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03 February 2011 @ 03:53 pm
The Last Campaign by Zachary Karabell  
I just finished reading The Last Campaign by Zachary Karabell, a book about how Harry Truman won the 1948 US Presidential election, even after all the polls and media predicted his defeat. The book isn't for everyone, but if you're a history buff, this is an excellent read. Following is a review of the book that I wrote on Amazon.com and Amazon.ca :

Harry Truman was the last of his kind, Thomas Dewey was ahead of his time. Truman gave 'em hell, lambasting his opponents with vitriol and vinegar. Dewey took the high road and ran a gentlemanly campaign. The public grew to like Truman's plain speech, and came to see Dewey as too pristine, as someone who people were never sure of what he was all about. Truman was made to press the flesh at a time when television was about to make that kind of campaigning obsolete. Dewey was the perfect candidate for television, polished and attractive, at a time before there was a tv set in every living room.

Author Zachary Karabell writes an intelligent, informative and very readable account of how Harry Truman snatched victory from the jaws of defeat. When victory looked impossible for Truman, his base being gnawed at from the left and from the right by two strong third party candidates, and when every media outlet had declared victory for Dewey long before a single vote was cast, Karabell tells us how Truman whistled past his political graveyard and followed a strategy designed to attract blue collar labor support in the cities as well as rural agricultural votes, and how he managed to hang on to most of the left as well as a good portion of the south. Karabell clearly explains how Truman had a plan and how he struck to it, never wavering.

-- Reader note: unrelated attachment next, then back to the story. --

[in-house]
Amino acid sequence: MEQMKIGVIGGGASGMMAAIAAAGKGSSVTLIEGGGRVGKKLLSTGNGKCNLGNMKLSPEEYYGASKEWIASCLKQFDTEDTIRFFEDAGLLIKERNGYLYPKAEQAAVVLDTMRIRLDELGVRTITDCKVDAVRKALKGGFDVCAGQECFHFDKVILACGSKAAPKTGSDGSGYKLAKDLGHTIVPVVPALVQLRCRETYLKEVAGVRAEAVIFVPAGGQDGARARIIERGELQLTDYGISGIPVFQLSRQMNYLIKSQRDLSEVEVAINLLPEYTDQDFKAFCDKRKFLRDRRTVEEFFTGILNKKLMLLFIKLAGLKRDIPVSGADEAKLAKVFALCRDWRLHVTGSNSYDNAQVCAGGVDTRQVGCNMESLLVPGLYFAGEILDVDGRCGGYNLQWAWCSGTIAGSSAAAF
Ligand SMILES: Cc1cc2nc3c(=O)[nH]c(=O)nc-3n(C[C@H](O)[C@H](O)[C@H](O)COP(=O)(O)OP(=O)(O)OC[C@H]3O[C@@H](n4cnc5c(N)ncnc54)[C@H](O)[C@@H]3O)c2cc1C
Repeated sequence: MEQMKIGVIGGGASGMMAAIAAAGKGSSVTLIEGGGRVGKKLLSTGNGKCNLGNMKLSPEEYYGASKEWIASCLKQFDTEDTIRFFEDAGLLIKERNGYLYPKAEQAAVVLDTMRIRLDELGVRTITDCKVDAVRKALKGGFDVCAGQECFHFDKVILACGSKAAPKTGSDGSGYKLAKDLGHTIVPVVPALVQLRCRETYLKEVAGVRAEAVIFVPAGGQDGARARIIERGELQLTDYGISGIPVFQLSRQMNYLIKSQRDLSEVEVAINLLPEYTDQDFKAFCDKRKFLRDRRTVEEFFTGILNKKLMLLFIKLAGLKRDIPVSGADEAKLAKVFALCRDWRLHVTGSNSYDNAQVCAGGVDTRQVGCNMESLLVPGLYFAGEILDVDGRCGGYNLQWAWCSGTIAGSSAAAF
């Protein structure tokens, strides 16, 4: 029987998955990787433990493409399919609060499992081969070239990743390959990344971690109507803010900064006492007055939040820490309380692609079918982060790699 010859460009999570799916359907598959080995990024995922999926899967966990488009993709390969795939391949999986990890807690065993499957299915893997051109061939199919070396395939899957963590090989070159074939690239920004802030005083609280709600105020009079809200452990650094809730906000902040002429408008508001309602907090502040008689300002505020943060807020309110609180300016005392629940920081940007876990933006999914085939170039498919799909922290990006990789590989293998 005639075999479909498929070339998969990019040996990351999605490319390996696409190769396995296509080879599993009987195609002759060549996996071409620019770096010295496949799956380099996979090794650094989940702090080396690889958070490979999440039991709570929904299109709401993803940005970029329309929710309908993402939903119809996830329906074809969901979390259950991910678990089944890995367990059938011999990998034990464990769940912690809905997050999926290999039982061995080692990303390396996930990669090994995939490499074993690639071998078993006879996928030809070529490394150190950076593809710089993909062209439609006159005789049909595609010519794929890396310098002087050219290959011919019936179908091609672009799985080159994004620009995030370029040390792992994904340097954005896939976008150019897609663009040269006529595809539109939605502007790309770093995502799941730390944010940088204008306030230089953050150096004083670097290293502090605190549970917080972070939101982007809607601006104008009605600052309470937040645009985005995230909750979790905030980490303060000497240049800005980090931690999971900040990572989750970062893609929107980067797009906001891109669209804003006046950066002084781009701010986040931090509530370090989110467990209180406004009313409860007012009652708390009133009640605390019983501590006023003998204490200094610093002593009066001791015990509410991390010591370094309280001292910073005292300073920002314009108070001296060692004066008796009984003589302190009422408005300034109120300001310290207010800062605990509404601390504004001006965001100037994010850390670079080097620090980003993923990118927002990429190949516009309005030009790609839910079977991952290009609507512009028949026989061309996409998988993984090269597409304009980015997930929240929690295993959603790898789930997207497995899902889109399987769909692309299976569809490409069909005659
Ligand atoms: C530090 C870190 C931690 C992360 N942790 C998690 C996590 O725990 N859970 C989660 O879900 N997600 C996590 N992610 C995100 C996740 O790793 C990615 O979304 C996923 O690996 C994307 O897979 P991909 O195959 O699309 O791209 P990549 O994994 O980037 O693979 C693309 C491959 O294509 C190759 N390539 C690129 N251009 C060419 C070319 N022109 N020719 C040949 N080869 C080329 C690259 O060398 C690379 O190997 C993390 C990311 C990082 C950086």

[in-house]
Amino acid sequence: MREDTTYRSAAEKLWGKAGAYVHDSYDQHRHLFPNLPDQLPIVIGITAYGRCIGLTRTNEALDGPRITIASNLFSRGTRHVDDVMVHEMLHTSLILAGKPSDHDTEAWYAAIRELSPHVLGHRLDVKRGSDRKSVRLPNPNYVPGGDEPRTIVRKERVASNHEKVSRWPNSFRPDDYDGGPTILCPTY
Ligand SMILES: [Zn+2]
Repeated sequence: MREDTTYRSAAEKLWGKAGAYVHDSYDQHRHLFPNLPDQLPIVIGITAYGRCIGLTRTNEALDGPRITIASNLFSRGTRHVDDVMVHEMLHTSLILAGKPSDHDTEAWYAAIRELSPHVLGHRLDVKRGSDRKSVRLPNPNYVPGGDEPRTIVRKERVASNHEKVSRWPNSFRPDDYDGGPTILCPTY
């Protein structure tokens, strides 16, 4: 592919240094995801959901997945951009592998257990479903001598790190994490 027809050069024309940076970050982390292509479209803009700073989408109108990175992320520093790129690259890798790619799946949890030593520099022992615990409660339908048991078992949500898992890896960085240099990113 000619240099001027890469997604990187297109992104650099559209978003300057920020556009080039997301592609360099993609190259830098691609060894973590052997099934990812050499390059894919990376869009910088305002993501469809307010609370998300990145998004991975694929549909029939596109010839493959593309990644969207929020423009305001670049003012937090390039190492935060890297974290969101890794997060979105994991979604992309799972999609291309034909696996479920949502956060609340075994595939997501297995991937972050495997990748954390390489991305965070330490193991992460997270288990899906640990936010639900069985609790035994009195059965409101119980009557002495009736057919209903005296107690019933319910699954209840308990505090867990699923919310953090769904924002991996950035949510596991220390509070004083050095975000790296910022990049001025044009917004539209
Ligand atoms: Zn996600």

The book also tells us much about the other candidates: Dewey the gentleman farmer, former crime buster and mama's boy too closely allied with the elites in the east; Henry Wallace, the leftist who wasn't afraid of being labelled as a communist, a label that stuck to him and kept his campaign from getting off the ground; and Strom Thurmond, the wiley southern governor with an eye for beauty queens and for self-promotion.

This book has its share of humorous anecdotes. Karabell's description of an unfortunate incident at the Democratic Convention involving pigeons trapped in a floral display in a hot convention hall is worth the price of the book alone. But the real genius is Karabell explaining how all of Truman's strategies would backfire on him in his next term, as well as the pitfalls of 1948 style polling methods.

This book is nothing short of brilliant, time spent reading it is time well spent.

 
 
Current Mood: accomplished
Current Music: Keb Mo-"The Times They Are A Changing"